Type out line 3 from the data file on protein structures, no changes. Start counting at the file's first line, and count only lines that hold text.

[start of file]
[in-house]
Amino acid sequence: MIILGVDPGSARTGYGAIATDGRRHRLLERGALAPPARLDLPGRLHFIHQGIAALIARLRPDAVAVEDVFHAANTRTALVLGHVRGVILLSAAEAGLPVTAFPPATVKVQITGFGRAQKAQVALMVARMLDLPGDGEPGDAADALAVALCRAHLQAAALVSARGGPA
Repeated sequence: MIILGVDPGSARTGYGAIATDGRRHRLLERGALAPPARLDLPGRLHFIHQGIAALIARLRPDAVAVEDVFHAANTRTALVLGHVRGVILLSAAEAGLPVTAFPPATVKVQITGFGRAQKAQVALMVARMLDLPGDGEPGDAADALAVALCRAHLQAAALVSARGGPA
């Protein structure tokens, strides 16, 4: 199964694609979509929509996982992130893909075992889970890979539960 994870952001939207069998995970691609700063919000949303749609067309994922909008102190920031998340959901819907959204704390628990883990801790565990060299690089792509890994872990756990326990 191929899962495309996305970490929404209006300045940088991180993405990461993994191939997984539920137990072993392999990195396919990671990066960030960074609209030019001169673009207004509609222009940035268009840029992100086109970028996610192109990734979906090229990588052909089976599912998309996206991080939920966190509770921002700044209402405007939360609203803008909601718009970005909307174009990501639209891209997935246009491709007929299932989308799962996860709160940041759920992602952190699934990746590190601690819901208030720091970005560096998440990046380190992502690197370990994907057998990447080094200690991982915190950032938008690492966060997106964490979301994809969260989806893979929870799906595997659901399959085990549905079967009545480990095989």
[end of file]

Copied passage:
Repeated sequence: MIILGVDPGSARTGYGAIATDGRRHRLLERGALAPPARLDLPGRLHFIHQGIAALIARLRPDAVAVEDVFHAANTRTALVLGHVRGVILLSAAEAGLPVTAFPPATVKVQITGFGRAQKAQVALMVARMLDLPGDGEPGDAADALAVALCRAHLQAAALVSARGGPA